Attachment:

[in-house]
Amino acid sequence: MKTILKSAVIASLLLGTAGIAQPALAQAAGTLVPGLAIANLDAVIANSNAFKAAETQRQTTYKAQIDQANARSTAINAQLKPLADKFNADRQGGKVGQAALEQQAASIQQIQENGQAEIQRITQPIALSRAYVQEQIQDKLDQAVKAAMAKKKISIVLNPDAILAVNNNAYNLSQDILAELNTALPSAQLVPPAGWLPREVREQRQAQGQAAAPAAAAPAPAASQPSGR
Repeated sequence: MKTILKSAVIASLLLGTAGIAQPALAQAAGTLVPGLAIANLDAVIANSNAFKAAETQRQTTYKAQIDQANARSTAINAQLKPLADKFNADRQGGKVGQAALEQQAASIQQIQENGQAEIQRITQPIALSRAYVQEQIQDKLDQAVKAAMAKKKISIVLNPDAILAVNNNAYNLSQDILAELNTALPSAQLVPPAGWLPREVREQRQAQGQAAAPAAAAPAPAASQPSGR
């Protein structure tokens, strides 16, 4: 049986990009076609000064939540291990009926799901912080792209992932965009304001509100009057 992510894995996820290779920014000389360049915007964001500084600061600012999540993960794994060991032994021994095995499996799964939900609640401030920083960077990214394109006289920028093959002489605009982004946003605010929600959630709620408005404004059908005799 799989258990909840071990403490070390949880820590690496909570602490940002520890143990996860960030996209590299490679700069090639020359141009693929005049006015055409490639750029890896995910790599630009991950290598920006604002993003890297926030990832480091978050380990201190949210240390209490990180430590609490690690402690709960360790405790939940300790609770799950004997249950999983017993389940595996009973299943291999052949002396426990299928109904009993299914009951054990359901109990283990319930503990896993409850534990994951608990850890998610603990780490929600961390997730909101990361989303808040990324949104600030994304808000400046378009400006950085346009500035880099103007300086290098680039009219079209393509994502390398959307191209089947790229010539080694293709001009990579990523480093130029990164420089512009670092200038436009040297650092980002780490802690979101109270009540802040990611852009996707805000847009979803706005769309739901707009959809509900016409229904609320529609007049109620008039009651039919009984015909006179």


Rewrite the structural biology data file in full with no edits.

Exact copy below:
[in-house]
Amino acid sequence: MKTILKSAVIASLLLGTAGIAQPALAQAAGTLVPGLAIANLDAVIANSNAFKAAETQRQTTYKAQIDQANARSTAINAQLKPLADKFNADRQGGKVGQAALEQQAASIQQIQENGQAEIQRITQPIALSRAYVQEQIQDKLDQAVKAAMAKKKISIVLNPDAILAVNNNAYNLSQDILAELNTALPSAQLVPPAGWLPREVREQRQAQGQAAAPAAAAPAPAASQPSGR
Repeated sequence: MKTILKSAVIASLLLGTAGIAQPALAQAAGTLVPGLAIANLDAVIANSNAFKAAETQRQTTYKAQIDQANARSTAINAQLKPLADKFNADRQGGKVGQAALEQQAASIQQIQENGQAEIQRITQPIALSRAYVQEQIQDKLDQAVKAAMAKKKISIVLNPDAILAVNNNAYNLSQDILAELNTALPSAQLVPPAGWLPREVREQRQAQGQAAAPAAAAPAPAASQPSGR
């Protein structure tokens, strides 16, 4: 049986990009076609000064939540291990009926799901912080792209992932965009304001509100009057 992510894995996820290779920014000389360049915007964001500084600061600012999540993960794994060991032994021994095995499996799964939900609640401030920083960077990214394109006289920028093959002489605009982004946003605010929600959630709620408005404004059908005799 799989258990909840071990403490070390949880820590690496909570602490940002520890143990996860960030996209590299490679700069090639020359141009693929005049006015055409490639750029890896995910790599630009991950290598920006604002993003890297926030990832480091978050380990201190949210240390209490990180430590609490690690402690709960360790405790939940300790609770799950004997249950999983017993389940595996009973299943291999052949002396426990299928109904009993299914009951054990359901109990283990319930503990896993409850534990994951608990850890998610603990780490929600961390997730909101990361989303808040990324949104600030994304808000400046378009400006950085346009500035880099103007300086290098680039009219079209393509994502390398959307191209089947790229010539080694293709001009990579990523480093130029990164420089512009670092200038436009040297650092980002780490802690979101109270009540802040990611852009996707805000847009979803706005769309739901707009959809509900016409229904609320529609007049109620008039009651039919009984015909006179």